A group of former and current residents of Treasure Island, a one-time San Francisco Bay naval base, on Jan. 23 sued consultants Tetra Tech and Shaw Environmental, the U.S. Navy, developer Lennar Inc. and others, seeking $2 billion in damages and an injunction to stop work of some 8,000 residential units there until all alleged toxic and radioactive material at the site is removed.

The class-action suit claims repercussions from exposure to radiation and toxic substances.

The state court suit says managers of a Tetra Tech unit and Shaw were aware that island radiation levels were higher than Navy estimates but chose not to disclose it. The companies remediated island waste and materials, but they claim the Navy directed these not be excavated.

The Navy in 2010 transferred the base to San Francisco for development and claims no radiological health risk.

An irradiated ship docked at the site supported South Pacific nuclear tests between 1946 and 1958. Plaintiffs say contamination levels found in 2007 were three times higher than the Navy reported and cite intentionally ignored safety protocols for toxic removals.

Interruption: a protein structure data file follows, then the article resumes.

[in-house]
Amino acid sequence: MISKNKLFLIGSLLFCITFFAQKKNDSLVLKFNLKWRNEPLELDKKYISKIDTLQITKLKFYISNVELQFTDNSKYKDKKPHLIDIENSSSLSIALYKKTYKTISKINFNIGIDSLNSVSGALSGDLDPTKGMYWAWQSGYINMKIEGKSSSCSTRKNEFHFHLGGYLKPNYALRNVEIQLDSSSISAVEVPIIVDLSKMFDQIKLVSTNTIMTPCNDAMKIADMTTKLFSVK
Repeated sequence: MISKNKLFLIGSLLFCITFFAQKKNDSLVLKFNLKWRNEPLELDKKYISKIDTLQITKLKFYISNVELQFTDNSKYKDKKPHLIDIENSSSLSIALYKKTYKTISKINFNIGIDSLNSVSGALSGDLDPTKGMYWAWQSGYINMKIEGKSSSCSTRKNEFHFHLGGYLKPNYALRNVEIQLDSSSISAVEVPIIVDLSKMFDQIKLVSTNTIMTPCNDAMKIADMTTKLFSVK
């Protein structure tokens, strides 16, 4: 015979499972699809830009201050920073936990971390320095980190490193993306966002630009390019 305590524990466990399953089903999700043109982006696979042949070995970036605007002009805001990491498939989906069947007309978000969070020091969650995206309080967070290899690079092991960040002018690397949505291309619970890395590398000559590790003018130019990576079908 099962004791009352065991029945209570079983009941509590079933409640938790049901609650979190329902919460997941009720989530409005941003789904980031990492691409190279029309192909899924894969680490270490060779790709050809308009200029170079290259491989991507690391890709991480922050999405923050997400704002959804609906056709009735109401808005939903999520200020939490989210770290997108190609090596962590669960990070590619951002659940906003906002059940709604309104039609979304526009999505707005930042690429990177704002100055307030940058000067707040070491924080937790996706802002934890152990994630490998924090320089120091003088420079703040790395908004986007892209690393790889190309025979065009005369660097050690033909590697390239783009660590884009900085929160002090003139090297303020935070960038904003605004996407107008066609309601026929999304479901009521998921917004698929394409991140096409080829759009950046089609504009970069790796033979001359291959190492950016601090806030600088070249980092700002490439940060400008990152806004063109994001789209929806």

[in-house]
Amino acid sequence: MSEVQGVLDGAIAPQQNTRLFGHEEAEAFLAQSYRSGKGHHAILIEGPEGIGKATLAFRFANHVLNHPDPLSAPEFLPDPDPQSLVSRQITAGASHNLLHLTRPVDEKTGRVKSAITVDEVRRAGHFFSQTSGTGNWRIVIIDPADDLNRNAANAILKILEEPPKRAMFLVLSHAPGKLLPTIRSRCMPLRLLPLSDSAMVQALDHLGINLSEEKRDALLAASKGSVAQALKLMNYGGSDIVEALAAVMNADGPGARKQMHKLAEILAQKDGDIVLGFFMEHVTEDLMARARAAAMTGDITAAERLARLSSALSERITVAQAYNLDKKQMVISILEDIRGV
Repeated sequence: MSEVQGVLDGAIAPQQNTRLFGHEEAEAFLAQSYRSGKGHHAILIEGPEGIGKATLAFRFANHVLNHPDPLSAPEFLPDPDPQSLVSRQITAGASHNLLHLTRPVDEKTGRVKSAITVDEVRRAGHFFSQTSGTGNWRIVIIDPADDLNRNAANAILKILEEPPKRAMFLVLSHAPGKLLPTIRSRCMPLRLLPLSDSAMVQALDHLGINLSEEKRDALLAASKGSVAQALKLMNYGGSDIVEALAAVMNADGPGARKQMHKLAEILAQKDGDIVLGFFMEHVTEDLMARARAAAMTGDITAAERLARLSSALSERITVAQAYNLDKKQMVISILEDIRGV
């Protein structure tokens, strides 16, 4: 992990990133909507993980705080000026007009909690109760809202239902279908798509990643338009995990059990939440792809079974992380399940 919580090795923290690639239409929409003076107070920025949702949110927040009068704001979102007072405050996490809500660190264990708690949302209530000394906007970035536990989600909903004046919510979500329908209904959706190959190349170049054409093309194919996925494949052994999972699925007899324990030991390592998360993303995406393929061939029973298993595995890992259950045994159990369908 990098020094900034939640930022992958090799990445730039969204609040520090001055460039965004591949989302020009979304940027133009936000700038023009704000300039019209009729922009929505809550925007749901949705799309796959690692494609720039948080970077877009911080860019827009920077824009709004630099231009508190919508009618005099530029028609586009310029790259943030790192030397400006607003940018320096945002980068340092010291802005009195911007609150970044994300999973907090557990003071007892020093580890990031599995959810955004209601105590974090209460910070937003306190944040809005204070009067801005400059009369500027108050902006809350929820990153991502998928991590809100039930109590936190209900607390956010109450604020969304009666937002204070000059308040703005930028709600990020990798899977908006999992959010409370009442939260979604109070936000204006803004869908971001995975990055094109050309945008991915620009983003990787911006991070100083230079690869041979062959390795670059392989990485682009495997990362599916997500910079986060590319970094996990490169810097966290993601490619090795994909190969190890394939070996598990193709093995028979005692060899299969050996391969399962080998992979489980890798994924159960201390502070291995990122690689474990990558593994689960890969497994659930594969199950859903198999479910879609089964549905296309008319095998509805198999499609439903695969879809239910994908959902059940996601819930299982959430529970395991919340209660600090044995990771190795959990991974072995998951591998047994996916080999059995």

They also claim two state agencies knew of high radiation levels.

Defendants have 30 days to respond.

Separate lawsuits against Tetra Tech related to cleanup of Hunters Point, a former Navy shipyard located onshore that is tied to Treasure Island, are moving slowly, with parties unable to agree on litigation procedures.

All the cases involve two Tetra Tech employees who pleaded guilty in 2018 to falsifying soil contamination documents and were sentenced to federal prison and fined.

But plaintiffs, including the U.S. Justice Dept., claim the fraud was initiated by corporate managers. DOJ specifically cites Andrew Bolt, a Tetra Tech EC senior vice president who became unit president in 2014.

The firm says that a federal Nuclear Regulatory Commission review found no management misconduct.

A university-federal team also said Jan. 17 that its review—at the request of municipal officials of Navy and state protocols to retest radiation levels at two key Hunter's Point site parcels—found they were “appropriate.”